Rerefined base oils have also stepped into the frame to supply blenders in Klaipaeda, loaded out of Kalundborg in Denmark, where Avista have part of their operation.

FOB prices ex Svetly are “guesstimates” at best and are established by looking at  the landed prices of material going into Gebze in Turkey. CIF prices are taken and discounted by estimated freight rates. Prices are not exact or precise, but as estimates and indications only, SN 150 levels are put at $825/t-$875/t, with SN 500 at $845/t-$890/t.

The execution of Lukoil cargoes going into Nigeria has still not been clarified, since to procure an import license, a local letter of credit must be issued with corresponding references to allow the importation of the cargo. Letters of credit are issued by local Nigerian banks and then reconfirmed by a prime European bank prior to cargo loading and issuance of bills of lading. Russian traders are unable to follow this process and it is not clear how a letter of credit would be handled by Russian banks – if at all. Further investigation of this process is being sought through various sources.

FOB prices for Group I material from Gdansk refinery are in line with European mainstream pricing; therefore, they are slightly higher. SN 150 is assessed at $1,025/t-$1,070/t. SN 500 is at $1,095/t-$1,140/t, depending on destination. Quantities of bright stock remain estimated at $1,300/t-$1,355/t.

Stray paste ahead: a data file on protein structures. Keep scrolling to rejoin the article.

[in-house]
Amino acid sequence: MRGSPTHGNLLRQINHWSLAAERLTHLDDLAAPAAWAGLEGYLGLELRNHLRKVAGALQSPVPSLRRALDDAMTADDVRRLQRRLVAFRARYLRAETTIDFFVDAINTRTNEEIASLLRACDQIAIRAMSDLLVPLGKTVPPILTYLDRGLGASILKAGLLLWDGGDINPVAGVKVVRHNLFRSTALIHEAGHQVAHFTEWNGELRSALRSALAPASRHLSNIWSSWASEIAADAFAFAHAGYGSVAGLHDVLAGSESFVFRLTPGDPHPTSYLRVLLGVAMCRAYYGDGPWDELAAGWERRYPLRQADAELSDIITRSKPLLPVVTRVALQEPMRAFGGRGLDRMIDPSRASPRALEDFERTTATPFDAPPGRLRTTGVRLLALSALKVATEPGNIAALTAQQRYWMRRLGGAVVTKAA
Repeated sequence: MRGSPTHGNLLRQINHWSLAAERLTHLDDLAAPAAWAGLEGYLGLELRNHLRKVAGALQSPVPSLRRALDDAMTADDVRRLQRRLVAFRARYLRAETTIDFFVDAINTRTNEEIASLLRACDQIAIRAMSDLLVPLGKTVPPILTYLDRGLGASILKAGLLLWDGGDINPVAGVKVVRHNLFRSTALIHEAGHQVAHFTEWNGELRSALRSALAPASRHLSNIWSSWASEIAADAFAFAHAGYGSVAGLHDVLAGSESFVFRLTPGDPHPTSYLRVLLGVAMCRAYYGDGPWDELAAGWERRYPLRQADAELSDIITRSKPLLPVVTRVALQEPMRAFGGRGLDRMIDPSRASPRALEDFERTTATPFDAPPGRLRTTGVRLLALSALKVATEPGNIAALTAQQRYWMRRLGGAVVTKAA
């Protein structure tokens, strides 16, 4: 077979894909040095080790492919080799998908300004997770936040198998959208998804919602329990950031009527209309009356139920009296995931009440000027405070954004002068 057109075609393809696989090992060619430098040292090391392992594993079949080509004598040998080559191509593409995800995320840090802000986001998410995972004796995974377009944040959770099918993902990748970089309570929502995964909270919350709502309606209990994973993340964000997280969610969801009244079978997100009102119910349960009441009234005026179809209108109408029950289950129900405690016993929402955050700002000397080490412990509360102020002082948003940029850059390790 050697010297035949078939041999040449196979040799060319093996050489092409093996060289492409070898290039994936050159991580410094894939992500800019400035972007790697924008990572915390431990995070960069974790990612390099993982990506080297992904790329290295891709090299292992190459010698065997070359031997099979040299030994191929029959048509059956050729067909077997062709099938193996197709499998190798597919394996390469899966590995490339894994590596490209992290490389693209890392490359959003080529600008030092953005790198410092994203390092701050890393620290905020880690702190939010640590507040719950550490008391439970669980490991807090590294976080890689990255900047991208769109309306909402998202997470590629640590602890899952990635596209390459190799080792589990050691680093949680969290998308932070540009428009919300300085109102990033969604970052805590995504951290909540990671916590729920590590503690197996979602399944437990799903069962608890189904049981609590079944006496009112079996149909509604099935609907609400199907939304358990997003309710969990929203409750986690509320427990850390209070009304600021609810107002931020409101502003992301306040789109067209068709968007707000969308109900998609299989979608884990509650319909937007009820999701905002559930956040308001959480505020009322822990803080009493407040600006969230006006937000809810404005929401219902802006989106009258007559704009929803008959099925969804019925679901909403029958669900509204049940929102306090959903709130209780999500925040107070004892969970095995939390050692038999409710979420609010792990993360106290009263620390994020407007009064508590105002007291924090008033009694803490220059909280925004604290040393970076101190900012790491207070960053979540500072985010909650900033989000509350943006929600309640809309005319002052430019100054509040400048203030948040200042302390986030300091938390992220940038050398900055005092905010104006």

The Turkish base oil market is extremely quiet with only local supplies of Russian imports still going into the main ports. This cargo from the Baltic will add to the total Russian supplies, along with one cargo from Aghio going into Derince with 4,400 tons of Group I neutrals. Turkish blenders are looking to take material from Mediterranean sources such as Livorno, Aghio and Augusta in Sicily. With Livorno refinery going into turnaround only for fuels production, it may still be possible to offer for a Group I cargo for Gebze.

Indications from Greek sellers in Aghio are still exceptionally keen and have been heard on basis of CIF Gebze, at $1,025/t for quantities of SN 150, with SN 500 and 600 at $1,060/t-$1,085/t. These remain very low prices, although there are new reports of new offers that contain higher prices. These levels are believed to be around $1,085/t for SN 150, with SN 600 at around $1,095/t.

Sources in Turkey have commented that the Turkish market has gone quiet and will remain quiet until after the elections in a few weeks time.

Tupras availabilities from the refinery in Izmir are showing, with prices in dollars around $955/t for spindle oil, $1,095/t for SN 500, with bright stock at $1,325/t. Prices are for ex-rack truck sales.

Lukoil have two cargoes from Limas terminal in Turkey. One parcel of 4,000 tons is believed to have loaded, or is being loaded on a prompt basis, with another parcel of 6,500 tons of Russian export barrels to load later this month. Cargoes will be supplied from Volgograd refinery, stored in Limas terminal and then re-shipped to receivers in Singapore. Any available outlet for Russian base oils is considered crucial to Russian refineries to continue producing base oils.